Prime Minister David Cameron believes former London Mayor Boris Johnson is in pole position to succeed him as Prime Minister, if a leadership election takes place before 2019. The claim comes as the former London mayor finds himself under growing criticism after claiming the EU is trying to create a superstate just like Hitler.
Cameron is keen to see Chancellor George Osborne take over from him, but fears this could be impossible given growing discontent between the Remain and Leave ranks with in the Conservative party ahead of the EU referendum on 23 June.
One source - who held discussions with Cameron about the Tory leadership in the past two weeks - told The Times: "He [Cameron] said that he thinks his successor would be a Brexiteer and that George had a lot of ground to make up."
A ComRes poll for the Independent revealed that twice as many voters think that Johnson (45%) is "more likely to tell the truth about the EU" than Cameron (21%). Over the weekend, Ukip leader Nigel Farage backed Johnson to take over from Cameron if British voters choose to leave the EU and he branded the prime minister "lying, devious and cowardly".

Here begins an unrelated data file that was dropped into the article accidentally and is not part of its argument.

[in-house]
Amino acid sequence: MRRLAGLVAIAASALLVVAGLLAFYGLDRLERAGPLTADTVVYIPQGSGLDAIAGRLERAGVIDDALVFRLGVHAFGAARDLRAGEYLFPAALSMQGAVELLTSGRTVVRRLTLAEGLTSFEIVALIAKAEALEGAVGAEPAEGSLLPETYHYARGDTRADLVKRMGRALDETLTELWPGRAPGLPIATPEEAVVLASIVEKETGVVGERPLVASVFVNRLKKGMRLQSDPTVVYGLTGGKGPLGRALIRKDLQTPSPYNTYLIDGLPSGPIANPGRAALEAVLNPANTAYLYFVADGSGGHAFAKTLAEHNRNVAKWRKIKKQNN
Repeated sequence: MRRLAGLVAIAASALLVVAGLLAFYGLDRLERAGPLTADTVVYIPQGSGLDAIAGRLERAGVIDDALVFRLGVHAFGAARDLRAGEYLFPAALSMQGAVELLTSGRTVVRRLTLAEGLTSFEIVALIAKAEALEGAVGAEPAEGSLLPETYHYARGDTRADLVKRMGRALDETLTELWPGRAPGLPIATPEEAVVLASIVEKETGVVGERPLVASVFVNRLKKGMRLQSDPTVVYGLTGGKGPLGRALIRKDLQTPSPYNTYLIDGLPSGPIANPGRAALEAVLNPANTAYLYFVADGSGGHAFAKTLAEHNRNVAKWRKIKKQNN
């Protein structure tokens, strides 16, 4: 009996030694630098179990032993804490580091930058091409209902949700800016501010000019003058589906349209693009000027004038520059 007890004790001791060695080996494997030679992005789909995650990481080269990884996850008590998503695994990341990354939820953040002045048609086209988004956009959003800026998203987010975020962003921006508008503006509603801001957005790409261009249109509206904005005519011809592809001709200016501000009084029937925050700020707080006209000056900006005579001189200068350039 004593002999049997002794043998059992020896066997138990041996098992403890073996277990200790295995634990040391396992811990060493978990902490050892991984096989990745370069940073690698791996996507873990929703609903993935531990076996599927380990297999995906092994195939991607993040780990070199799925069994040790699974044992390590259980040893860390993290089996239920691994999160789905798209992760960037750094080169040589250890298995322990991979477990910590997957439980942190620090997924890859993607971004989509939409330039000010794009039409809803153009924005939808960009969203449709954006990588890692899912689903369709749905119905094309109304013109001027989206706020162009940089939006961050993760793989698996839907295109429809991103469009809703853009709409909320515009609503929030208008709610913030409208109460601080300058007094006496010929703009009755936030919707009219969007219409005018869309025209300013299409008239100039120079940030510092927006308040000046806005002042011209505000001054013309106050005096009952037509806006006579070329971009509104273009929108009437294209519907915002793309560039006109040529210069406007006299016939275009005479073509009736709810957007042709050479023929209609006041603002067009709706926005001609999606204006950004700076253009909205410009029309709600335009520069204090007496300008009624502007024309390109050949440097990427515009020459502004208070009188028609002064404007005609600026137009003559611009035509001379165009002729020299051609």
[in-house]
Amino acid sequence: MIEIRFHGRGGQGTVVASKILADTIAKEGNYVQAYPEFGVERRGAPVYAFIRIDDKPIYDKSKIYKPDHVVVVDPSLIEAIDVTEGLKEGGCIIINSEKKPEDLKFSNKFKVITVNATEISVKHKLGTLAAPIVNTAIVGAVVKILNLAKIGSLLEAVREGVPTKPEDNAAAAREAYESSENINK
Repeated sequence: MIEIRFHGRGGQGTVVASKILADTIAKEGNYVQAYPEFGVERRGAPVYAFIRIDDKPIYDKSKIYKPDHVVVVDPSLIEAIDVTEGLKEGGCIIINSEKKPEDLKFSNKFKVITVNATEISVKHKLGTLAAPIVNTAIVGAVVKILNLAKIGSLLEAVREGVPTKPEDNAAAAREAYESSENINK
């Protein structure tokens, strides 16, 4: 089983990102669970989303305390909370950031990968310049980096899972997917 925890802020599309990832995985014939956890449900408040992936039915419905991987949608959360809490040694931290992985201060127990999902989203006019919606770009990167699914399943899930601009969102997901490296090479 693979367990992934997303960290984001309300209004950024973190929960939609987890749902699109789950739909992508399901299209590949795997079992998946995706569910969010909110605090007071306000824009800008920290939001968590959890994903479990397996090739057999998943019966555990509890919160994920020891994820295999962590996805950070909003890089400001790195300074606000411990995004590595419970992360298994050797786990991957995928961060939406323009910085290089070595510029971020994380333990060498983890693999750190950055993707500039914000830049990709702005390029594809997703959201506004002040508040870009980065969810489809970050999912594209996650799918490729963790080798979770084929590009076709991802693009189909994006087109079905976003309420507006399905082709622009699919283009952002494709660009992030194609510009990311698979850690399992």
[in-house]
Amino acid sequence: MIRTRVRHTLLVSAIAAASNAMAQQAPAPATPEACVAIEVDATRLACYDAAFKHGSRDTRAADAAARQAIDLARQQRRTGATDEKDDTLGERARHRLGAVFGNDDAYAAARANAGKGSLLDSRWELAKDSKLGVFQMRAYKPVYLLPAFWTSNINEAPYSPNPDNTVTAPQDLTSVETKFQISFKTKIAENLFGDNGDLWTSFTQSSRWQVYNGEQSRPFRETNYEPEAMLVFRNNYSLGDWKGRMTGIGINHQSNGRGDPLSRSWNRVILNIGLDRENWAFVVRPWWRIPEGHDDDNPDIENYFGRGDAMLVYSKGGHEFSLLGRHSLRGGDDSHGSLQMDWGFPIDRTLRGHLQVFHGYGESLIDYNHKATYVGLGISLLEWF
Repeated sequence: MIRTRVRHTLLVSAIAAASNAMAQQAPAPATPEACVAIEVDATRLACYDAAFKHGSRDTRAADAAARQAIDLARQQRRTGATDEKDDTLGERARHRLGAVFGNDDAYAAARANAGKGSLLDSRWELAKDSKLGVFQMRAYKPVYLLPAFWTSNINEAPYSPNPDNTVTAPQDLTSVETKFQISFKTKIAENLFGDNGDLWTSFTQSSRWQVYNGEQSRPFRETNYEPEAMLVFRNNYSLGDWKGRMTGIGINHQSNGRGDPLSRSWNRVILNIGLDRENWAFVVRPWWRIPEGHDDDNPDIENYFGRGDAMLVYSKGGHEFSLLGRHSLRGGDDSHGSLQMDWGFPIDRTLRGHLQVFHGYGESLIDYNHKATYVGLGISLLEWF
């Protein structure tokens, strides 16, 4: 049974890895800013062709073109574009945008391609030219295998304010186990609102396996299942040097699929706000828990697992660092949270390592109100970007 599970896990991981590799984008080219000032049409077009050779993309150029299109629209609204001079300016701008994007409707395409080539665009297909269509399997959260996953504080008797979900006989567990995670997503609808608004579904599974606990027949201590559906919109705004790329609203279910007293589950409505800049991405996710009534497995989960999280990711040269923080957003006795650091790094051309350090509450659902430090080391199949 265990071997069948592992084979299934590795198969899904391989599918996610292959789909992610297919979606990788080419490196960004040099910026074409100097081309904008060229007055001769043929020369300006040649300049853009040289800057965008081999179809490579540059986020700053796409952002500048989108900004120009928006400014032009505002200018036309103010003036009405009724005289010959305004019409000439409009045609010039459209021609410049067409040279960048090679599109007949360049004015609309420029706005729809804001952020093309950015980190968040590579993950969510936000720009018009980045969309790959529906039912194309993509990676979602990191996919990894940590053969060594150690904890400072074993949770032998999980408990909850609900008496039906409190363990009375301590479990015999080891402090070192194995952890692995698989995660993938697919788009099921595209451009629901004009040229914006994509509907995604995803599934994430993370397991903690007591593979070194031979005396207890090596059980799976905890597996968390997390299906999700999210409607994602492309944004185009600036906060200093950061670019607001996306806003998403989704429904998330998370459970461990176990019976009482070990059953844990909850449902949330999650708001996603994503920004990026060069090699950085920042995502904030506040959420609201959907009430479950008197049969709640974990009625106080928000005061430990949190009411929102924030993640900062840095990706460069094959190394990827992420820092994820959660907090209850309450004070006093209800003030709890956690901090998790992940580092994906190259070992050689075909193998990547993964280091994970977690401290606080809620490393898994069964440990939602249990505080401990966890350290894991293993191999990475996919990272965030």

Farage said of Johnson: "I love Boris, respect him, admire him; I'm a Boris fan. Could I work for him? Yes. Could I see a scenario if he was PM and he asked me to do something? I wouldn't rule it out."
Johnson has come under heavy fire from Tory MPs, for claiming the EU is chasing a similar objective to Hitler by trying to create a political superstate in Europe. "Napoleon, Hitler, various people tried this out, and it ends tragically," he said. "The EU is an attempt to do this by different methods."
Nicholas Soames, MP for Mid Sussex and the grandson of Winston Churchill, slammed Johnson, saying he had "gone too far". Conservative MP for Brentwood and Ongar, Sir Eric Pickles, said: If the last few weeks tell us anything: it is rarely a help to mention Hitler in support of an argument by an ex-mayor of London."
Cameron believes that he now has to give Johnson a top Cabinet position in the next reshuffle to prove himself. "Only three people can do my job: George, Boris and Theresa [May]," the prime minister reportedly told a colleague.
As Tory tensions over the referendum campaign rise, Cameron is said to be "furious" at Justice Secretary Michael Gove's combative Brexit position. Osborne has reportedly been playing mediator by holding regular dinners with Gove and is said to have told him: "The conveyor belt [of the campaign] will take you further and further away from us."
Despite the apparent acrimony in Conservative ranks, one Number 10 source downplayed the notion of a total breakdown in relations between Gove and Cameron, pointing out that the justice secretary still helps the prime minister prepare for the weekly Commons debate.
The Downing Street source said: "No one's going to deny it makes things a bit more challenging but if things were that bad he [Gove] wouldn't come to PMQs prep."